Two months ago I wrote about how I left my job to start a new journey as an entrepreneur. The first step, as part of that process was that I wanted to sharpen my technical skills and fill in some missing pieces of knowledge. To achieve that aim, I’ve been attending a code bootcamp for the last nine weeks – which came to an end on Friday.
I’m super excited to have completed the bootcamp and am now ready to focus on what’s next.
I now have to actually figure out what’s next! My vague plan has always been that I will start building out some of the many ideas that are on my potential startups list, and that’s definitely what I’m going to do… but where to start?
Well, first off, my plan is to spend 2021 working on a project every 4 – 6 weeks, emulating the 12 startups in 12 months approach. Ideally I’d like to have completed 10 – 12 projects by the end of 2021. I think that’s quite an ambitious approach, but I also think it’s the right one, I’m all in.
Pushing myself to iterate quickly, figure out what works and what doesn’t, and discover if customers will actually pay for something, is critically important. Doubly so because I am self-funded. Repeating this process of interaction, discovery and learning over and over will hopefully allow me to use my “runway” most effectively over the year.
To use a sports metaphor, I’d much rather have 10 shots on goal and potentially land 1 or 2, than only take one shot, and if it doesn’t work out, the game is over. I’ve seen too many times how easy it is to only pursue one idea and spend months or years working on it, only to discover it doesn’t solve a real problem, or it does but no one will pay for it.
I have two primary goals for the next year:
- Launch 12 startups (or micro-startups if you like)
- Get to $10k monthly recurring revenue from the above products
While I think they are certainly achievable, I’m definitely not going to be naive in believing this will be easy, it is going to be challenging. I know how many people try to build companies or products, and that the failure rate is pretty high.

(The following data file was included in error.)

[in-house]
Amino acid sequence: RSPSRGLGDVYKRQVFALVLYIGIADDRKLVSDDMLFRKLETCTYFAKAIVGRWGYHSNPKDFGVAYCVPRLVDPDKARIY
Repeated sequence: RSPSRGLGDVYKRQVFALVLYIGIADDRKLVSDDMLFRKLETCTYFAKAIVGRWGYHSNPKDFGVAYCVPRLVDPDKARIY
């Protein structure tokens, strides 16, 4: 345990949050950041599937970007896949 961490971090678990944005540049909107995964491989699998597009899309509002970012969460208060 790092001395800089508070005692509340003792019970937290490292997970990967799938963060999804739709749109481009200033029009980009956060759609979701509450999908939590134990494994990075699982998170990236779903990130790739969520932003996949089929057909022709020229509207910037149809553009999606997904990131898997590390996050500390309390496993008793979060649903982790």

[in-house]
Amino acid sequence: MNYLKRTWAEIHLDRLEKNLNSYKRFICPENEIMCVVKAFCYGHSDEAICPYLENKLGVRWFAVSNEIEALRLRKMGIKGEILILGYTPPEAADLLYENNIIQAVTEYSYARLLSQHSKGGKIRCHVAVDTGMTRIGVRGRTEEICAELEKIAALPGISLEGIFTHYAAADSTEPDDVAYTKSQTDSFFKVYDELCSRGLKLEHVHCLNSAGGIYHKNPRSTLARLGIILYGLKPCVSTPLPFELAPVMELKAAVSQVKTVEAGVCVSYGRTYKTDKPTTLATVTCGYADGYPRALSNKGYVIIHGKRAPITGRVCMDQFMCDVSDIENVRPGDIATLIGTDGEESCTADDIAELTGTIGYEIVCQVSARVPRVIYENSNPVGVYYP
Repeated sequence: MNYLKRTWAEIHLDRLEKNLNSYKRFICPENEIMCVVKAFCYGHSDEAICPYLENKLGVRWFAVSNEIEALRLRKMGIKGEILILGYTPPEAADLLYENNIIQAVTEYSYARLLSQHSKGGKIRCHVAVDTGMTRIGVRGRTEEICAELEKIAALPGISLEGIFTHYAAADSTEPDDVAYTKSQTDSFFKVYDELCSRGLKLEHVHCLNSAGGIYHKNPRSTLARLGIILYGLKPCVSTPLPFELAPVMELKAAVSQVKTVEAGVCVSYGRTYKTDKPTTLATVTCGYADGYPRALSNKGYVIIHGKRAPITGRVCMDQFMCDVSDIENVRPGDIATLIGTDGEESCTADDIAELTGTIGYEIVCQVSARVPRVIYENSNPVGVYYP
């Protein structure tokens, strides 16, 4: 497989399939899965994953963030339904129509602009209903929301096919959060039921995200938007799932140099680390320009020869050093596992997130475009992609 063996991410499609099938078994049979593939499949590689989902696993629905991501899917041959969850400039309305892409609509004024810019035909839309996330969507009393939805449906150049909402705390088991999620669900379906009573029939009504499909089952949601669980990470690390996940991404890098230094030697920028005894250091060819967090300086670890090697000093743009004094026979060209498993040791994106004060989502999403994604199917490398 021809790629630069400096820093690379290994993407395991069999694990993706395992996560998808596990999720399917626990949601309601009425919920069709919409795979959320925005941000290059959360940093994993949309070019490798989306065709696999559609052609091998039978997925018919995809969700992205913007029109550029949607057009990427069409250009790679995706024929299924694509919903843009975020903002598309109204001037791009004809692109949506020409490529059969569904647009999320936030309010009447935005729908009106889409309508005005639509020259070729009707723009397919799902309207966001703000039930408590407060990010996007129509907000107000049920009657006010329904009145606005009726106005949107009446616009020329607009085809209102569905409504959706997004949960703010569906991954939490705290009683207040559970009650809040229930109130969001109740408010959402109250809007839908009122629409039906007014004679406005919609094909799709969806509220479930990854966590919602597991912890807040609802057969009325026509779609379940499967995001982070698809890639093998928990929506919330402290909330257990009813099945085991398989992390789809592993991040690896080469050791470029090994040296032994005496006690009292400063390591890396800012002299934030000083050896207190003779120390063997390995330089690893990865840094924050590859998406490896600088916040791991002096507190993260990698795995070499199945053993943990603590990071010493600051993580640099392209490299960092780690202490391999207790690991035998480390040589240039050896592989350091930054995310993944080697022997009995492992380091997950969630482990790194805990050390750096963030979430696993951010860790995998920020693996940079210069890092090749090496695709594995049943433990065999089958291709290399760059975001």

I’ve set these goals to push myself to make decisions that get me closer to achieving them and to create some positive pressure and motivation. I’d rather aim high and miss by a little than aim way too low and actually achieve the easier goals.
With all this in mind, for the rest of this year (2020), I think the best thing to do is to just start. I’m going to kick off with a project that is narrow in scope, fun to build and that helps consolidate some of the things that I’ve learnt over the past two months or so.
I’m not going to be worried about building something that will generate revenue just yet, I’m mainly interested in getting something shipped, and getting into a routine of building and iterating on ideas. I’d say this first project will be a bit of a practice run, just to get my feet wet, and I’ll then take on progressively more challenging ideas as I go.
Alright, so what am I going to build? Well, I love using Twitter but I have found creating Twitter threads based on an article or blog post (like this one) to be quite a cumbersome process.
I write out the entire thread, which takes about an hour, hoping nothing interrupts me and that I don’t lose my progress, and then I have to publish the thread all in one go from the Twitter app or website. Of course I could also just create a single tweet and then publish new tweets as replies to it on an individual basis, but I think there’s a better way of doing this.
I’m sure there are other tools out there that can do this already (like Buffer, etc.) but I’d like to be able to build and schedule a Twitter thread simply and easily. So that’s what I’m going to do. Focus on simple and easy to use.
I might throw in an automatic thread builder (from a blog post url) if I have time.
That’s it for my update, time to get building.